UBC Reports | Vol. 48 | No. 1 | Jan.
Researcher thanks preferential hiring survey participants
I would like to thank the many chairs and chairs' assistants who
responded to my recent survey on the hiring rates of men and women
faculty at SFU and UBC.
The survey asked how many applicants of each sex had applied to
the last three positions filled, as well as the sex of the successful
applicants. I received responses from more than half of the departments/schools
polled: 17 from SFU and 19 from UBC. The respondents represented
all of the disciplines recognized by Statistics Canada, but we did
not poll Nursing.
From the respondent departments, the total number of men applying
to both institutions was 3,219; the number of women, 1,306. Thus
71.1 per cent of applicants were male, while 28.9 per cent were
This ratio was identical for the two institutions, and is similar
to that reported for a 10-year period at the University of Western
Ontario (Seligman, SAFS Newsletter, April 2001).
Overall, this suggests that currently, at least 70 per cent of
faculty job applicants to Canadian academic institutions are male.
The situation varies somewhat across disciplines. For example,
the proportion of male applicants is significantly higher in the
natural sciences than in the humanities. However, across both B.C.
institutions, only one of the disciplines responding reported substantially
more female applicants. In the vast majority of departments, more
men than women applied.
Of the 105 people from the survey actually hired, 43 (41 per cent)
were women, and 62 (59 per cent) were men.
This discrepancy between the ratio of applicants to the ratio
of hirees is statistically significant, using a Chi-square analysis
in which the expected hiring rate is based on the applicant pool.
Again, this confirms findings from the UWO study, where women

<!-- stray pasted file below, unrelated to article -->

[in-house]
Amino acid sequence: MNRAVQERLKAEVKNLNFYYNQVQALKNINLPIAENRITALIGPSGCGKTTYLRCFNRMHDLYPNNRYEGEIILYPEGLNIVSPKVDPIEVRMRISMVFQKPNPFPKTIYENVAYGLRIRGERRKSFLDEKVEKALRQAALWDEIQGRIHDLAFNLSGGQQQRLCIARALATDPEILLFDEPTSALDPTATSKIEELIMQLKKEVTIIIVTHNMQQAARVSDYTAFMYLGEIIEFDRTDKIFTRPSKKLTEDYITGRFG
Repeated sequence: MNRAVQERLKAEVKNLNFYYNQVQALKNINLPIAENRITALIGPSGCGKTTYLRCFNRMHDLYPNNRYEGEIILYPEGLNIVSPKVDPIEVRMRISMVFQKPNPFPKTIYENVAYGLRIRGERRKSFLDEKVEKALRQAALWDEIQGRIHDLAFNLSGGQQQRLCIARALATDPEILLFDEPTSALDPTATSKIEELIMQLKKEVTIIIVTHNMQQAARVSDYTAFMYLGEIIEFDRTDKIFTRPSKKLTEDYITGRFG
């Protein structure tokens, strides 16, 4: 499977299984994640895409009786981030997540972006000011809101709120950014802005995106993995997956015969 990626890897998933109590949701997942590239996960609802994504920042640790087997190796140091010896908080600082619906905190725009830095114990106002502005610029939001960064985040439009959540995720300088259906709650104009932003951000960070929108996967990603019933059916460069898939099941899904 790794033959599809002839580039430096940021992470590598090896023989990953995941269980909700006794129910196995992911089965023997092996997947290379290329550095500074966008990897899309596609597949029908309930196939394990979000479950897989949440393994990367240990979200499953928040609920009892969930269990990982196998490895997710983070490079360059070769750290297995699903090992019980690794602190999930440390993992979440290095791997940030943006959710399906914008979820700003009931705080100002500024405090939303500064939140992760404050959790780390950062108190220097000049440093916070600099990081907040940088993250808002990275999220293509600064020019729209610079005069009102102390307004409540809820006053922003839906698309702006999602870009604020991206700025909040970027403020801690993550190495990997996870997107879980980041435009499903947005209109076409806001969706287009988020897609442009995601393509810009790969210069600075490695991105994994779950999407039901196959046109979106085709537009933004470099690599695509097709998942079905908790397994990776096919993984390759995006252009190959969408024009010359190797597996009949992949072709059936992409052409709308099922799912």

were hired in proportions significantly higher than would be predicted
from the number of women applicants.
An earlier Canada-wide report, estimating the applicant pool from
the number of PhD graduates, similarly found an over-representation
of women among new faculty in the preceeding two decades (Irvine,
Assuming equivalent quality ranges in men and women applicants,
that is, the same proportion of "excellent" to "average" candidates,
it must follow that, when preferences are severe, some women will
be hired over better-qualified men.
For example, in one case all three hirees were female though the
ratio of men to women applicants was 2:1. It is clear that women
are not being discriminated against in hiring in any Canadian university
to date on which we have information.
This holds true for Science disciplines: in both biological and
physical sciences, women were over-hired, though the sample size
being smaller than in the case of total applicants, the effect is
not statistically significant.
However, one can state with certainty that there is no evidence
of a bias against hiring women in the sciences, subjective impressions
Of course, some questions remain. The findings do not rule out
idiosyncratic cases of negative bias against women at either a departmental
or individual level. However, men may suffer identical idiosyncratic
bias, and the data show that they suffer generalized negative bias
Some might contend that women are hired preferentially because
they are better qualified. This seems unlikely given the generally
lower productivity of women academics (e.g., Schneider, Chronicle
of Higher Education, 1998, Sept. 11), but only access to vitae
can answer that question.
It also seems unlikely that respondent bias was a significant
factor, since our data are consistent with previous studies cited,
in which no respondent bias could operate.
Visiting Professor, SFU